'2 States, for all its modern touches, is a very regressive film, deeply rooted in old fashioned values that surely make no sense in the India of 2014,' says Aseem Chhabra.
An elderly gentleman I know in India was upset when he read in a newspaper that a large percentage of young Indians engage in premarital sex.
I tried to explain to him that times have changed and the report merely seemed to project a reality of the new India, but he would just not accept it.
He said he was better off not knowing and in any case, this certainly could not be true.
I hope this gentleman does not go to watch 2 States -- Abhishek Varman's film based on Chetan Bhagat's novel 2 States: The Story of My Life.
Krish and Ananya, played with considerable charm by Arjun Kapoor and Alia Bhatt, kiss and make out a lot in the first half hour of the film.
And they have sex -- at least to the extent a mainstream Bollywood film can allow them to do so.
None of that surprised me.
Bollywood has slowly started reflecting what are surely the lives of many young Indians, not just in big cities, but also in medium level towns and definitely in the Diaspora (remember Salaam Namaste?).
Even Shah Rukh Khan bent his longstanding 'no onscreen kissing' rule, puckered up in Jab Tak Hain Jaan, while earlier, his character had an extra-marital affair in Kabhi Alvida Naa Kehna.
What I found interesting in 2 States was that Krish and Ananya have sex in her dorm room, although that large space certainly did not reflect the real student housing situation in India.
I wonder what the authorities at IIM- Ahmedabad thought about those scenes. I even wondered just how far Bollywood has moved on. Just when I had vocalised the words -- MBA students and sex on campus -- suddenly Krish and Ananya's respective parents appear on the scene.
And all my thoughts about Bollywood moving with the times went south.
2States, for all its modern touches, is a very regressive film, deeply rooted in old fashioned values that surely make no sense in the India of 2014.
The film is packed with stereotypes that may be presented as comedy, but they do not help a nation that looks up to popular cinema for ideas, trends and thoughts.
The main Punjabi character -- played by Amrita Singh -- is so offensive, crude and clueless that I wondered if the filmmakers -- including Bhagat himself -- really understand Punjabis.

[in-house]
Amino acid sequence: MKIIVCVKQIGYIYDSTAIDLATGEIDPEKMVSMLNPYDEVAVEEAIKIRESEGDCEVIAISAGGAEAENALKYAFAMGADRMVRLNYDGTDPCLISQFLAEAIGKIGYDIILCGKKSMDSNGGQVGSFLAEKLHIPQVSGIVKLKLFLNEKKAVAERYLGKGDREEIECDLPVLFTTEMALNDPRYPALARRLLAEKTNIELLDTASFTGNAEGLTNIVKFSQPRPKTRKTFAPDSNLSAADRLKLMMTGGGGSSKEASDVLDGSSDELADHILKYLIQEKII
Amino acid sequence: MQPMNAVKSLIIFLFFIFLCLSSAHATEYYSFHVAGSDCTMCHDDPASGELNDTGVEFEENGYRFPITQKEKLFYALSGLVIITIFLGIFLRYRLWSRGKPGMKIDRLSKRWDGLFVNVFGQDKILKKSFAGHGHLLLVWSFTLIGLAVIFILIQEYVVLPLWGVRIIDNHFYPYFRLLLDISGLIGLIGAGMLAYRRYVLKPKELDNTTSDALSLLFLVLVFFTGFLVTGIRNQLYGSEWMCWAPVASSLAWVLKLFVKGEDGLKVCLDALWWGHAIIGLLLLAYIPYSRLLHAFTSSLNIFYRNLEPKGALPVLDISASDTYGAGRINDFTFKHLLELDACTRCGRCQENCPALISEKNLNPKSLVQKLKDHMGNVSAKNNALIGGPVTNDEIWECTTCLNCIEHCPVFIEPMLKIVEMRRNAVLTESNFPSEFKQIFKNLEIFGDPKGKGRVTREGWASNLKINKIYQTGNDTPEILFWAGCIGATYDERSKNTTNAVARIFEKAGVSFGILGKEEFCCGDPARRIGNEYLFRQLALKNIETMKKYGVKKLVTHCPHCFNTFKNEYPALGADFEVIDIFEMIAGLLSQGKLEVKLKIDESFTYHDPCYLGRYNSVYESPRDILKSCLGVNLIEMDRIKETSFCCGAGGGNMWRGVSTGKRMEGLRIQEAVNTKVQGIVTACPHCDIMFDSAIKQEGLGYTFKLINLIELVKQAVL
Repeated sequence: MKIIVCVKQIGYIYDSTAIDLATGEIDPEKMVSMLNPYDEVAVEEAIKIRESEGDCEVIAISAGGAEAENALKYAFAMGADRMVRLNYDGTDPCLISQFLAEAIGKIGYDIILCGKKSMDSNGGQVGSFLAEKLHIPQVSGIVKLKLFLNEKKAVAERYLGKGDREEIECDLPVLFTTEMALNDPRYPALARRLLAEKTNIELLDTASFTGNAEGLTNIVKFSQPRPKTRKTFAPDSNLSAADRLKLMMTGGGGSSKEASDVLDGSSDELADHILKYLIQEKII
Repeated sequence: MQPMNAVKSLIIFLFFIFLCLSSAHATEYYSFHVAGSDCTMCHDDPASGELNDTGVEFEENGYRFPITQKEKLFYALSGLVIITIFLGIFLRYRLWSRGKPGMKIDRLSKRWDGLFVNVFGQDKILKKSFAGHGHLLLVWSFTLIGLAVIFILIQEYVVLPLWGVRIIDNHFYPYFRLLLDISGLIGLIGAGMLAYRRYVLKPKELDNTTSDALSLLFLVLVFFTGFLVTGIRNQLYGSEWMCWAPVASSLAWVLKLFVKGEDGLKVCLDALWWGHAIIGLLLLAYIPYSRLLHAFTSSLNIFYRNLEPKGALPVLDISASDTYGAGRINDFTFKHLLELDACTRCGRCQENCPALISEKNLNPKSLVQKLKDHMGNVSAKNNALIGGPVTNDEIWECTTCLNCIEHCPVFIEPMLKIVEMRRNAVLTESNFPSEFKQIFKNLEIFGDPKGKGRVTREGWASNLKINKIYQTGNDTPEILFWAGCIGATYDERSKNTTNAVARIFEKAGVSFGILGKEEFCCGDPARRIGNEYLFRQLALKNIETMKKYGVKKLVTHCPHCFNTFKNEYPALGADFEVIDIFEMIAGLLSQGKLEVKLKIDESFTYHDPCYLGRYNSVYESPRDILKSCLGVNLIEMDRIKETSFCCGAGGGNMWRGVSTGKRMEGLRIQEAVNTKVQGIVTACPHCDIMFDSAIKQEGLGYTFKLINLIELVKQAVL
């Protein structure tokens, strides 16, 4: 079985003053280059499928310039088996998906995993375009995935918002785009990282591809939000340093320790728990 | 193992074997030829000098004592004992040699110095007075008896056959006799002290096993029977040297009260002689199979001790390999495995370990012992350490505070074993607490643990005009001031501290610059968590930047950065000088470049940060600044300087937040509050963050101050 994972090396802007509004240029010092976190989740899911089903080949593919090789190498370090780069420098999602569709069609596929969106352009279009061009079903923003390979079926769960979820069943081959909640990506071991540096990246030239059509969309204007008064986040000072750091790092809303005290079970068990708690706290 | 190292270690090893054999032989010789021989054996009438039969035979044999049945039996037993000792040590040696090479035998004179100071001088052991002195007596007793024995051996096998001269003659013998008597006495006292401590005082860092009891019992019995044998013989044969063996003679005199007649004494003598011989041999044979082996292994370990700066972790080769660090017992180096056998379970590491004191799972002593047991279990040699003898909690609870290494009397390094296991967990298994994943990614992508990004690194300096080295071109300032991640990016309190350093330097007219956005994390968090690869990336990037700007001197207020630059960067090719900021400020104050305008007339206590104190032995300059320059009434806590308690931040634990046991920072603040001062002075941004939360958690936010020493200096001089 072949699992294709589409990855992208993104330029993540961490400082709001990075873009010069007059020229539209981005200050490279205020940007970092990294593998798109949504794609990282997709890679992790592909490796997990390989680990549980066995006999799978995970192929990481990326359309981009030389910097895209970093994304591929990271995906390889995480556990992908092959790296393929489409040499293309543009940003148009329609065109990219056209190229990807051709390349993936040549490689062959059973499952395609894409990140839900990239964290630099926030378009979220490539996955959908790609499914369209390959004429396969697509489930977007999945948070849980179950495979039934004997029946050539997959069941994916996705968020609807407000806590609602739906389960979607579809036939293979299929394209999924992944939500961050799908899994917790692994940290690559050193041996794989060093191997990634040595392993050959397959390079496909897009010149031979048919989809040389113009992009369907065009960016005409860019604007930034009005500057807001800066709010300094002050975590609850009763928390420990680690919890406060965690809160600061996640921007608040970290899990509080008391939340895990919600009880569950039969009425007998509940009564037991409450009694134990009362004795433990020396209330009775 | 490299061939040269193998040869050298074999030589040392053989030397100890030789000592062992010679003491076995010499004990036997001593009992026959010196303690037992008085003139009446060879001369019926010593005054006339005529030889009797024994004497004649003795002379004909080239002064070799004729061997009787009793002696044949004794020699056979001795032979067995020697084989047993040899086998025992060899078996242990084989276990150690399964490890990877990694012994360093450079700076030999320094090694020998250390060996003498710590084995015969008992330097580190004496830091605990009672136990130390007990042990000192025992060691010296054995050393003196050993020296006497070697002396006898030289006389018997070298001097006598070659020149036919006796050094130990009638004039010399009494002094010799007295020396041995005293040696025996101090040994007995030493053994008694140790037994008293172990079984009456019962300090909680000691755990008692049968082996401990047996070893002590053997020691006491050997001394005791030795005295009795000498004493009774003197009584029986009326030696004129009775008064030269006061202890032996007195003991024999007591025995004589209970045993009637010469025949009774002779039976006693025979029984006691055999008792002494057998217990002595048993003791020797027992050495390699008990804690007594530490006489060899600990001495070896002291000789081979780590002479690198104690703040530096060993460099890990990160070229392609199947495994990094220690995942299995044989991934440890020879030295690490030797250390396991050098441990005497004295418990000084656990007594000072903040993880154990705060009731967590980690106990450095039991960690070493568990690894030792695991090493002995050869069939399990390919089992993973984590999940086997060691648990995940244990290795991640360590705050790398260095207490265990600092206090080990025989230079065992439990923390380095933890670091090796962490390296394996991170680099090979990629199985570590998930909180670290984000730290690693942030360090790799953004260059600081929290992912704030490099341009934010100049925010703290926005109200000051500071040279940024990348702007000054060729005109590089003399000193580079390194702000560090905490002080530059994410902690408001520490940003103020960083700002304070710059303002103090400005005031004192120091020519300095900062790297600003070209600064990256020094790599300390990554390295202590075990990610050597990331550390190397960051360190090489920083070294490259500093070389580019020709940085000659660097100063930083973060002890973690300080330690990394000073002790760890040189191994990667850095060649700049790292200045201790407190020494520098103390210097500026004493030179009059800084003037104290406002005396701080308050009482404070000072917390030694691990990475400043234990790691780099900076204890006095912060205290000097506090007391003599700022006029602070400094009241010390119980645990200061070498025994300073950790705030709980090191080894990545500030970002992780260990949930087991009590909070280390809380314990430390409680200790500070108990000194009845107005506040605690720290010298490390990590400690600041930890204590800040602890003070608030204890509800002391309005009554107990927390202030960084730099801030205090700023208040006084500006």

The Tamil family -- with Revathy as the mother -- is represented a tad better -- but here too, 2 States just reinforces stereotypes.
And then there is the obsession of the film's protagonists to want a big fat wedding with their parents's blessings.
Krish does suggest a few times that he and Ananya should elope, but she will entertain no such ideas, even when both sets of parents have crossed all limits of decency and are out to totally insult each other, saying hurtful, often racist things.
So what do modern education, high-paying corporate jobs and a shot at sexual experimentation really mean to Varman and Bhagat's lead characters?
They must still be the good boy and girl with the same values of the NRI-bad-boy-with-a-phir-bhi-dil-hai-Hindustani- heart.
They will not get married if their parents are not okay with the match, even when the parents behave like complete morons, almost horrible human beings.
Bollywood and its messed up thinking does not allow Krish and Ananya to really live their lives for themselves. They remain confused, schizophrenic characters until the end.
2 States might make its producers a lot of money, but it is a wrong, almost dangerous, kind of cinema that plays the subtle card of keeping the audience in a passive state.
The film says it is okay to be youthful and having some fun is fine as well, but you are essentially cursed to live out the lives your parents choose for you, unless you can move mountains and thereby change your destiny.
Come to think of it, if the elderly gentleman in India can just overlook the premarital sex scenes towards the beginning of 2 States, he might like the rest of this film, seeped as it is in old regressive values.